Poverty simulation for teachers in the Lowcountry

Story by VFutrell / February 24, 2019

Ny Taylor Murray, News 2

Mount Pleasant, South Carolina (WCBD) – Meeting Street Schools & Palmetto Community Action Partnership teaming up today to address poverty head-on as hosts to a poverty simulation for teachers.

In the Tri-County, poverty has a lot of different faces and is spread across many zip codes. According to data, the poverty rate here is higher than the national average. Today, educators from Meeting Street Schools put themselves in the shoes of many of the children they teach as they experienced not having enough money to meet basic needs, like food, clothing, and shelter.

The poverty simulation had more than 370 teachers and faculty from Meeting Street Schools participate in role-play of the lives of low-income families.

Dirk Bedford, Principal of Meeting Street Academy- Downtown, Charleston, says, “We want our teachers to be able to step into the shows of our families and understand the pressures and the stress that they face, so that when our kids come back to us next week, we can be better servants for kids and better servants for our families.”

They used play money & pretend identities, but the lessons learned about poverty are very real.

Some of the participants experienced the stress of not being able to pay rent or buy groceries while others had more than enough to last them until their next ‘paycheck’. Palmetto Community Action Partnership tells us that in Charleston County in order to afford a market-rate, 2 bedroom apartment you need to make $19 an hour, but minimum wage here is $7.25. Wealth disparity is an issue across the tri-county.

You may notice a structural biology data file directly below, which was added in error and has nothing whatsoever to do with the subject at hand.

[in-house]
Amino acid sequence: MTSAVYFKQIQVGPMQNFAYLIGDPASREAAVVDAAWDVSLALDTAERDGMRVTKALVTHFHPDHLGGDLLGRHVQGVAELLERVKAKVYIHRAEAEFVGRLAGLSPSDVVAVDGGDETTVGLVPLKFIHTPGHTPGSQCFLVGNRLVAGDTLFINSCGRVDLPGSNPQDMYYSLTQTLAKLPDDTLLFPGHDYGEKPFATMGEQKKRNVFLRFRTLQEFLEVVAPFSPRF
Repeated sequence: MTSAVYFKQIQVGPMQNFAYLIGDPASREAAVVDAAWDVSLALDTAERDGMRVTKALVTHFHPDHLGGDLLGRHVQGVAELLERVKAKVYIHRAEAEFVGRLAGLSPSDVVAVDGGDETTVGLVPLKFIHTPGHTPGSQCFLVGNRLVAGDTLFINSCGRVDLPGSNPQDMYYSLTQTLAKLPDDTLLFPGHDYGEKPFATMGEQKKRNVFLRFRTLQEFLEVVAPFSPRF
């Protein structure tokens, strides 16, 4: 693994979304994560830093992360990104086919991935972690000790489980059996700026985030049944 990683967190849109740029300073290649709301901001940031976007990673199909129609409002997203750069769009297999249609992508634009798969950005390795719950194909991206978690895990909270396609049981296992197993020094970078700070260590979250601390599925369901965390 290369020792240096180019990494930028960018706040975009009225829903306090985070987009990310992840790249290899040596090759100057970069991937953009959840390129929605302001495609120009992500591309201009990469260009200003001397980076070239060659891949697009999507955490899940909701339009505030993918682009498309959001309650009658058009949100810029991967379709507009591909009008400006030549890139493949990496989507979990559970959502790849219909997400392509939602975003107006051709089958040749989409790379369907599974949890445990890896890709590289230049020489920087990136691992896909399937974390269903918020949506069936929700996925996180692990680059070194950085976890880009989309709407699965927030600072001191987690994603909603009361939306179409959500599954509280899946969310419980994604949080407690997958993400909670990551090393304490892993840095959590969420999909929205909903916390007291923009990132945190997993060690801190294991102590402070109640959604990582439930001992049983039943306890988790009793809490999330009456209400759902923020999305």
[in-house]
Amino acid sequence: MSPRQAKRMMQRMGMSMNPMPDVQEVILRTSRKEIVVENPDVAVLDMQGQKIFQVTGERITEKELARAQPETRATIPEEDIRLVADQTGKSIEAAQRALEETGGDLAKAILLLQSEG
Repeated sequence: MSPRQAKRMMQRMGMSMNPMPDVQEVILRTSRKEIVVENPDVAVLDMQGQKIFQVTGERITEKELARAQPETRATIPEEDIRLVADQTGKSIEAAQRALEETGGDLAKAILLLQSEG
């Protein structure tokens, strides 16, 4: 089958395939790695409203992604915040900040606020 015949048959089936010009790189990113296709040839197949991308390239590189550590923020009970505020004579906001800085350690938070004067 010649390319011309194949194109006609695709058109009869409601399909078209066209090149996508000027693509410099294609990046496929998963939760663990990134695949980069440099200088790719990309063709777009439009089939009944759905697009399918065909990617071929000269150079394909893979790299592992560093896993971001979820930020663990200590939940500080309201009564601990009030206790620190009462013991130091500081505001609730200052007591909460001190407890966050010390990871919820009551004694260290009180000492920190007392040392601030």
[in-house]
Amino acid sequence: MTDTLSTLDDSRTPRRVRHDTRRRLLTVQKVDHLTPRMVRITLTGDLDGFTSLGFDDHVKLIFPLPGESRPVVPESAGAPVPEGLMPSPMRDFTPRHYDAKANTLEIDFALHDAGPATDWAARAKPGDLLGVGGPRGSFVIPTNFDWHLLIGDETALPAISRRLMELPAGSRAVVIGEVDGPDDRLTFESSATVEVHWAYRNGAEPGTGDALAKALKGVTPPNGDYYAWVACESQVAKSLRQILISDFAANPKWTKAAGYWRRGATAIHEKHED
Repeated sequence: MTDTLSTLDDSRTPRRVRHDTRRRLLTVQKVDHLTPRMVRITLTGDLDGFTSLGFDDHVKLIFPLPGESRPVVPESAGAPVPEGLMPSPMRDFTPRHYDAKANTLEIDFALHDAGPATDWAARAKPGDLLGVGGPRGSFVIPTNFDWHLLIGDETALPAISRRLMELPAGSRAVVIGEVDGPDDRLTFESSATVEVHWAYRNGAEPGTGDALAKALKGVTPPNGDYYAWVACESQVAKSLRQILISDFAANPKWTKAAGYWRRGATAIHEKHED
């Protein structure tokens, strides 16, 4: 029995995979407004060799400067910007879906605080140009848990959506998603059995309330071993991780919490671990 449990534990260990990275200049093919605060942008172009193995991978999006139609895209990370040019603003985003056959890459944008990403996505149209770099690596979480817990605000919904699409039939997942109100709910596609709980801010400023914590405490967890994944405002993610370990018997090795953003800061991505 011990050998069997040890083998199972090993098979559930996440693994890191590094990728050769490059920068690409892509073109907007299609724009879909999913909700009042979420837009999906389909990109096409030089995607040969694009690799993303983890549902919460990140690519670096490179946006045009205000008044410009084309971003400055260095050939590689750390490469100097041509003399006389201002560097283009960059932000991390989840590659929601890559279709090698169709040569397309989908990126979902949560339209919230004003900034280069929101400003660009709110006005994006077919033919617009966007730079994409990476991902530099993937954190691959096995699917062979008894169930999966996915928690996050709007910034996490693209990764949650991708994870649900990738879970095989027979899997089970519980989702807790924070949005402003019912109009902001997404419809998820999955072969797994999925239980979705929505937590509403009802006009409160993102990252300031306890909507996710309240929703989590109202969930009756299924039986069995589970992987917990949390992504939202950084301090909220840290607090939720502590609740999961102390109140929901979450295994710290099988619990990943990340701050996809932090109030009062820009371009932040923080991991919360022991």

Chelsie Howard, Community Relations Director of Palmetto Community Action Partnership says, “One of the interesting things about Charleston is that we have great wealth and we also have great poverty. In any given area within our tri-county, you can find someone who is living in abject poverty—we serve people every day who do not have running water or electricity.”

The organizers of the poverty simulation say that the first step in helping someone who is struggling in poverty is to know of the resources available to them. You can find more information here: http://www.palmettocap.org/

 

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